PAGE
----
I also suspect that immigration may have a role in creating Toronto’s suburban isolation in neighbourhoods that aren’t necessarily dominated by one culture. For example, aside from living on the same street for more than a decade, I have little in common with my neighbours. We differ in our politics, our religions, our ethnicities, our languages, our education. Some households may consist of a white collar collar couple who has a high income and enrol their children in a private school while other households may consist of multi-generational families who pool their income so they can live in a nice neighbourhood where they can enrol their children in a decent local school.
In most circumstances, our differences means that we’re more likely to seek support outside of our geographical comfort zone than to walk down the street and ask our neighbours for financial advice or which schools are the best.
But when you’re stuck in a snowstorm, you rely on the people around you even if they are strangers.
Without being asked to help, my neighbours left their half-shovelled driveways to assist one family whose Honda Civic was stuck in the snow. The family consisted of a grandfather, his daughter; and his young grandson. I immediately noticed the grandfather, who had a slight African accent, as he walked down the street with a shovel in his hand and his grandson by his side. No one walks on our street.
The grandfather’s struggle to shovel around his daughter’s car quickly attracted help from other neighbours including my next door neighbours, a Muslim family who I’ve rarely interacted with and whose names I don’t know. In fact, today was probably the first time I spoke to the younger son. I only remember him as a young, chubby nine-year-old. After talking to him today, I finally realized why I no longer see the chubby kid.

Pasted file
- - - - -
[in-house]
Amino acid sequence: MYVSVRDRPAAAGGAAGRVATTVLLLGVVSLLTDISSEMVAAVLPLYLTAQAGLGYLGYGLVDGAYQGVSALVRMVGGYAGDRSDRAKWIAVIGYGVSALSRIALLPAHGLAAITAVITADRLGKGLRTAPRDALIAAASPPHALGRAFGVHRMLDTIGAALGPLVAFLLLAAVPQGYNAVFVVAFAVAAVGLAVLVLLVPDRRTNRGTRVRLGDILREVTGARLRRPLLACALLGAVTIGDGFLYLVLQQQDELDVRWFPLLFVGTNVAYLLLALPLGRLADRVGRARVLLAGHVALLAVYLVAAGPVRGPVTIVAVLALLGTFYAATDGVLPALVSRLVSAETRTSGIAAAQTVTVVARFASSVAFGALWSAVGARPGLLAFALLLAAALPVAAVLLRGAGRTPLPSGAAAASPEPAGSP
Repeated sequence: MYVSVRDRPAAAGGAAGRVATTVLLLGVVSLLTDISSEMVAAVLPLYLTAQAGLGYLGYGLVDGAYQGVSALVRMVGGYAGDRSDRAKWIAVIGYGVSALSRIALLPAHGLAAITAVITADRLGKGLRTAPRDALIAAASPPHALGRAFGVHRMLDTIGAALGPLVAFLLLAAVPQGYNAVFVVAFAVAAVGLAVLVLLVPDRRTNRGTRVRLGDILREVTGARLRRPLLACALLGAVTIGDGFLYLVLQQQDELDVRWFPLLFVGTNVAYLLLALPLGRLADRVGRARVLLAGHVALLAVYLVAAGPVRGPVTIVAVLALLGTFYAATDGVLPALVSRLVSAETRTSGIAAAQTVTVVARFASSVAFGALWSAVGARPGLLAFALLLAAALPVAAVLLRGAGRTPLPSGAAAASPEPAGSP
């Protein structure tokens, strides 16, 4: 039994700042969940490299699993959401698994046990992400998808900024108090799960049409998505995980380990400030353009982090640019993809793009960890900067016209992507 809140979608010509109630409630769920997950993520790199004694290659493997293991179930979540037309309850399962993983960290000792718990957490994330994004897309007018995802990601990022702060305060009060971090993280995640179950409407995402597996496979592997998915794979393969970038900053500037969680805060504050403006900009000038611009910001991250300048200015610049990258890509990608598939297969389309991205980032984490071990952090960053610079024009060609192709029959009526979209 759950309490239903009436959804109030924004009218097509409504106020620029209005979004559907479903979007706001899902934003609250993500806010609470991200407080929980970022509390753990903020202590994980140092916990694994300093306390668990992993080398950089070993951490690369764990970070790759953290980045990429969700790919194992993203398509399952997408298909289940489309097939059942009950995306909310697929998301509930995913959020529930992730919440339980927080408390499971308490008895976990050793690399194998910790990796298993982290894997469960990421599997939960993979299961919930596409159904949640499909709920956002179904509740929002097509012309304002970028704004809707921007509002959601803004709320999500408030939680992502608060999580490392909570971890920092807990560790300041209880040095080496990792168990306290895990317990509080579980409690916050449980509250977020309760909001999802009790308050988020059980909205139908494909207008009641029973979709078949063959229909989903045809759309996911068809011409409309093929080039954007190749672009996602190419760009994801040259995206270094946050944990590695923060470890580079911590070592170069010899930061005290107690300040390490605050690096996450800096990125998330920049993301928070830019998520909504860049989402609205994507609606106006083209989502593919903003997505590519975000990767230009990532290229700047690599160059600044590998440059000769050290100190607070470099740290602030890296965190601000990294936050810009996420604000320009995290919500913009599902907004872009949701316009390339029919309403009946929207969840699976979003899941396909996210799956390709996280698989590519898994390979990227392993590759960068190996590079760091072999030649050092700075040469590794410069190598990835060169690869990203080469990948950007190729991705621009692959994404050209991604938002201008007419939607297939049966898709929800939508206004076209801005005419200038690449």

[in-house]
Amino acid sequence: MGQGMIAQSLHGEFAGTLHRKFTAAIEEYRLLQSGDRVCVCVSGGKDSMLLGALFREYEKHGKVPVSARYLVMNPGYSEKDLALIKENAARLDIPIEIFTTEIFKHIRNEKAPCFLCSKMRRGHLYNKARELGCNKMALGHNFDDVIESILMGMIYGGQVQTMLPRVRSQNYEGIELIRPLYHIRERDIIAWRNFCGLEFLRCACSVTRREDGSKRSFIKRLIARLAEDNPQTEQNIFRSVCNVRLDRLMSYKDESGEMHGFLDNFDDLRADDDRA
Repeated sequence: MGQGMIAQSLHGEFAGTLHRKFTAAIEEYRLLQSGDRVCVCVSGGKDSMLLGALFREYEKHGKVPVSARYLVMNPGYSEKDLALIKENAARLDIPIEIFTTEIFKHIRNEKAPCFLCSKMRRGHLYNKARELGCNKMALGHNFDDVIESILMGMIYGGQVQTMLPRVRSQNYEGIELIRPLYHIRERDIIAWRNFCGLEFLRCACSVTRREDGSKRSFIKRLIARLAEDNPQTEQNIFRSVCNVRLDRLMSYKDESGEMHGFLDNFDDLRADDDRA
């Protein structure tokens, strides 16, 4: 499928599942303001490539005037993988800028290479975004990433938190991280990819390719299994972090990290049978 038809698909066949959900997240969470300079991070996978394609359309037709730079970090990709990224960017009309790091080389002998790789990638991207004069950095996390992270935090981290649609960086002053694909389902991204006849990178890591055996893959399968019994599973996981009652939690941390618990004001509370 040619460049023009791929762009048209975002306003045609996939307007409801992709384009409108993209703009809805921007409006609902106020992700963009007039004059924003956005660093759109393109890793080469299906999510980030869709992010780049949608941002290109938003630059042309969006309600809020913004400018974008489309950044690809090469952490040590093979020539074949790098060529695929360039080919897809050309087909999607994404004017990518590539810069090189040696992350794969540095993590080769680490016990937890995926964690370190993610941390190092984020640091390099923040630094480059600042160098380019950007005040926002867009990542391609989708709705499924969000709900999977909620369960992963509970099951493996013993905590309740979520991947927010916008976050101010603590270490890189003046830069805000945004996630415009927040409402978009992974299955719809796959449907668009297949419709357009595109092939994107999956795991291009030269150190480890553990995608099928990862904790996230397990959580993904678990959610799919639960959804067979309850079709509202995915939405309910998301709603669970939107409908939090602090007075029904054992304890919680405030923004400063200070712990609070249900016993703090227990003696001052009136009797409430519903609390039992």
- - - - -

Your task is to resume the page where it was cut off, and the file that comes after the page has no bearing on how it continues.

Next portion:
An older black man and his adult son brought their snowblower and led the charge to help push the Honda Civic out. I attended the same high school as his son but we were in different cohorts and remain strangers.
On one end of the street, we rallied around the Honda Civic while on the other side of the street, my 60-year-old Indian father and his best friend, our Cambodian next door neighbour, furiously pushed their snowblowers up and down to clear the path.
This is suburban Toronto in a nutshell. Aside from living on the same street for more than a decade, we share no other common bond. But as I made small talk with one neighbour while I wrapped my 2010 Olympic red mittens around my shovel, I realized that we didn’t need to have anything else in common. Our bond is in our differences.
We respect each other enough to wave at each other as we exit our cars and enter our homes. Occasionally, we buy fundraising cookies from neighbourhood kids who knock on our doors or we pick up each other’s recycling bins if they were blown by the wind or make small talk.
It’s safe to say that despite Toronto’s suburban isolation, we probably won’t experience the kind of conflict that resulted in the 2011 London riots or deal with gross inequality in NYC, which both seems to have fallen along social/racial class boundaries. So, today I’m a proud suburban Torontonian.
And, in an ending that very much befits the Rockwell-Yates outlook I now have for living in the ‘burbs, a city snowplow arrived and blocked our driveways shortly after we successfully pushed the Honda Civic out.